Ha! I was wrong. The M1 is using the LPDDR5 interface at 6400 MT (mega transfers) per second. I gave Apple too much credit, but the M1 processors are still pretty nifty.

 
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sweetchaos

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While it’s possible to spec-out a 14-inch MacBook Pro with the M1 Max chipset, MacRumors is reporting that only the 16-inch MacBook Pro with M1 Max can take advantage of a “High Power Mode” to be available in macOS Monterey.

So unless you must have the smaller form factor of the 14" model and/or you don’t care about performance (why are you getting the M1 Max?!), it would be foolish to spec-out an M1 Max configuration without going to the 16" model.

There is no meaningful price difference between the two sizes (about US$200 for a high-spec model), so it is almost entirely about choosing form factor.
 

ScofieldKid

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So, the move from M1 to M1 Pro gets you... 1) double the die size (transistor count), 2) go from 4x4 to 6x8 on performance-cores to efficiency cores, 3) double the GPU cores, and 4) move from 64-bit to 128-bit memory and 5) up the memory clock from 2133 to 3200. So yeah, that probably gets you going.

Only other big note I would make, if you are tied to a bunch of licenses that are stuck at 32-bit (Big Sur), then you have to factor that in. It looks like only the older one (the M1 Macbook Air, for example) is supported as a Big Sur box.
 

TunaBug

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We have function keys and magsafe back, but I'm still waiting on user replaceable RAM & SSD.

I often wondered if so much of Apple's form wayyyyyyy before function of the past decade had to do with Jobs not being around to constrain Ive. Function seems to have been making a comeback since Ive departed.
 

blueone

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So, the move from M1 to M1 Pro gets you... 1) double the die size (transistor count), 2) go from 4x4 to 6x8 on performance-cores to efficiency cores, 3) double the GPU cores, and 4) move from 64-bit to 128-bit memory and 5) up the memory clock from 2133 to 3200. So yeah, that probably gets you going.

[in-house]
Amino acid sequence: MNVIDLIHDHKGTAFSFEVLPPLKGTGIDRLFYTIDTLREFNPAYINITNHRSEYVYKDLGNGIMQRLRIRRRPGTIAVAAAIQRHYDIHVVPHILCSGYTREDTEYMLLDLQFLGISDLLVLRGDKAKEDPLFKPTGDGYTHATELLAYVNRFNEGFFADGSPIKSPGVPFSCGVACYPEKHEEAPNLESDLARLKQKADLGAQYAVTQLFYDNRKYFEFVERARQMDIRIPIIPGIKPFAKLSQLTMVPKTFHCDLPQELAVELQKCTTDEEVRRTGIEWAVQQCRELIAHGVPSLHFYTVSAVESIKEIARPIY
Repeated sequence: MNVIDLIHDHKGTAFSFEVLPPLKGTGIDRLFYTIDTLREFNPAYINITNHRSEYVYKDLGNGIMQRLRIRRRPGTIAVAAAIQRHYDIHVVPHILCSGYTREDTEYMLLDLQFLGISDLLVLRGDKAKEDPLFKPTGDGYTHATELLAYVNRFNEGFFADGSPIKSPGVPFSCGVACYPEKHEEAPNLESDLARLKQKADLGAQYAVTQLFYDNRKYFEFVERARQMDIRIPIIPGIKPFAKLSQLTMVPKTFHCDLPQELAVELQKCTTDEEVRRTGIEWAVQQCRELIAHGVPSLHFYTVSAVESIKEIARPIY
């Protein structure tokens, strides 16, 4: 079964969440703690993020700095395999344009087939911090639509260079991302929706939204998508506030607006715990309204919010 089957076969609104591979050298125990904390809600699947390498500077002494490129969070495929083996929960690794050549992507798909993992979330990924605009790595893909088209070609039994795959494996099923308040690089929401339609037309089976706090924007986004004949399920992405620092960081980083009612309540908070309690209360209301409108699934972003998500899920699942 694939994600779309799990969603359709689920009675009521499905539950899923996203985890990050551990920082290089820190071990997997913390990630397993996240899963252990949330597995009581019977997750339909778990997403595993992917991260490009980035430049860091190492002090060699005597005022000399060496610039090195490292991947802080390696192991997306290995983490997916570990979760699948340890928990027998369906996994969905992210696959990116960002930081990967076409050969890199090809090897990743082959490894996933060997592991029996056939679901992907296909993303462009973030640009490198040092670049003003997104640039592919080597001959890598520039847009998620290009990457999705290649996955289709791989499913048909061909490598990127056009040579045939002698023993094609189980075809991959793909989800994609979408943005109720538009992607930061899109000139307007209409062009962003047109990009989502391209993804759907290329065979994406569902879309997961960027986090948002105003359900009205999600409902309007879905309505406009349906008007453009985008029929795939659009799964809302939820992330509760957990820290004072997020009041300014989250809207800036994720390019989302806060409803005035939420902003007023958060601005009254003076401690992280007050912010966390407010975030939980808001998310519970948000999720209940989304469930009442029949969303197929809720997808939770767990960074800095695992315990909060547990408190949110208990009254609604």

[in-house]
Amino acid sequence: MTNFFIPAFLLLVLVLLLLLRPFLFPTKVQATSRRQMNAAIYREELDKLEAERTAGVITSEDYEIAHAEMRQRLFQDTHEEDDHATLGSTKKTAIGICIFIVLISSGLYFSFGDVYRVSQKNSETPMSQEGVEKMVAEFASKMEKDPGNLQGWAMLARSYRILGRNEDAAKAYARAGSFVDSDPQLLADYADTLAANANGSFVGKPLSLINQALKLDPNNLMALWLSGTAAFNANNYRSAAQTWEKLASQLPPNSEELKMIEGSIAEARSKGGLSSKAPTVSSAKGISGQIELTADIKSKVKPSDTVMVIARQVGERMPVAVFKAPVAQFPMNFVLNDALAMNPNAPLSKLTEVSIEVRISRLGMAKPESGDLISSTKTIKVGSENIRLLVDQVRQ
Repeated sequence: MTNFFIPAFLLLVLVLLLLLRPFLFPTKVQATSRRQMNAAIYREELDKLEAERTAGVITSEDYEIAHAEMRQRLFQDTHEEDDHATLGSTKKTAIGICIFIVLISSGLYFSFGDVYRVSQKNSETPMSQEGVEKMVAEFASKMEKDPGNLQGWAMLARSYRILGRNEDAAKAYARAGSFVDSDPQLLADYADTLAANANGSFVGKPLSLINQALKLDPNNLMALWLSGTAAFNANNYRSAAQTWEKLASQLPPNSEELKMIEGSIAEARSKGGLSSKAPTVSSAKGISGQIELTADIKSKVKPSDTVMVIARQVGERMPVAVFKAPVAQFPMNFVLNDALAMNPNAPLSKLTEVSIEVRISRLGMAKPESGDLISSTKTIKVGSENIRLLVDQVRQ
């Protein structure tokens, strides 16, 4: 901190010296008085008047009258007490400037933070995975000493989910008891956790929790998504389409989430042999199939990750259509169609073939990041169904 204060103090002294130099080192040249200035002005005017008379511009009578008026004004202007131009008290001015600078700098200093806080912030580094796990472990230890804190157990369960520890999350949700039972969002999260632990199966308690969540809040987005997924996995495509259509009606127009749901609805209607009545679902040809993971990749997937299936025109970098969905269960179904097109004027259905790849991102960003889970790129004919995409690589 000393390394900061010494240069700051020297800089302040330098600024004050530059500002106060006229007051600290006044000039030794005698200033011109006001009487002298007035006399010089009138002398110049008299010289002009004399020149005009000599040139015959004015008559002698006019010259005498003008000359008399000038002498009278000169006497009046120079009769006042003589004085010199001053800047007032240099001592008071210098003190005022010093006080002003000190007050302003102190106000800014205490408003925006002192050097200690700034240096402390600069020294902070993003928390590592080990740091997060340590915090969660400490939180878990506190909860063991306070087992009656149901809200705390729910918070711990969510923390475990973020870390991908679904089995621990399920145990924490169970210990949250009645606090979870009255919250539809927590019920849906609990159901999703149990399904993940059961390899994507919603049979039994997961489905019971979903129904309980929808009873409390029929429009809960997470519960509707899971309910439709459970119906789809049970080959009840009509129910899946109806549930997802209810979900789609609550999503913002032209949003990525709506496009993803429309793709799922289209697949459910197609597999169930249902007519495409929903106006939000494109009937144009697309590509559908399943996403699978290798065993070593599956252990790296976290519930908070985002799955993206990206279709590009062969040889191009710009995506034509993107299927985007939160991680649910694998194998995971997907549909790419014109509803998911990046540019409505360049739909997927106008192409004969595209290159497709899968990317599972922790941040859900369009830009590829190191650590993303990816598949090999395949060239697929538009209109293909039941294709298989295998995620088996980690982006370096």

The Anandtech article I referenced in a prior post says the M1 Pro and Max use LPDDR5-6400. Looking at a top of the line client CPU from Intel:

Intel® Core™ i9-11980HK Processor (24M Cache, up to 5.00 GHz)

The spec on the Intel 65 watt thing says its maximum memory bandwidth is 51.2GB/sec. The M1 Pro is 4x that, and the M1 Max is at 8x. The AMD Ryzen 5980HX is a little better, at about 68.2GB/sec (using LPDDR4-4266 DIMMs), but still wimpy compared to the M1 Pro or Max.

AMD Ryzen 9 5980HX: performance and specs | NanoReview

Apple's M1 looks very impressive by comparison on this important metric for lowering latency.
 

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It just occurred to me while reading another post, I misread yours. It is my understanding that the DRAM in the M1 variants are off the shelf DRAM chips that are in the SoC package, but are separate from the SoC. This has two big advantages for Apple, both of which accrue to users, but one directly and one indirectly. The first is that an in-package interconnect can be a lot faster than DDR4, as DDR3/4/5 is intended for trace, and is half duplex. I don't know for sure, but I suspect the M1's DRAM interface is full duplex. The better in-package DRAM interconnect probably gives the M1 a significant performance advantage over CPUs with external DIMMs, but I am just guessing.

The second advantage is that Apple can buy DRAM chips directly from the DRAM foundries (e.g. Samsung, Micron, etc.) and not have to pay the mark-up the DIMM manufacturers charge, or the added cost of the DIMM boards, connectors, and added motherboard layers for the DDR traces.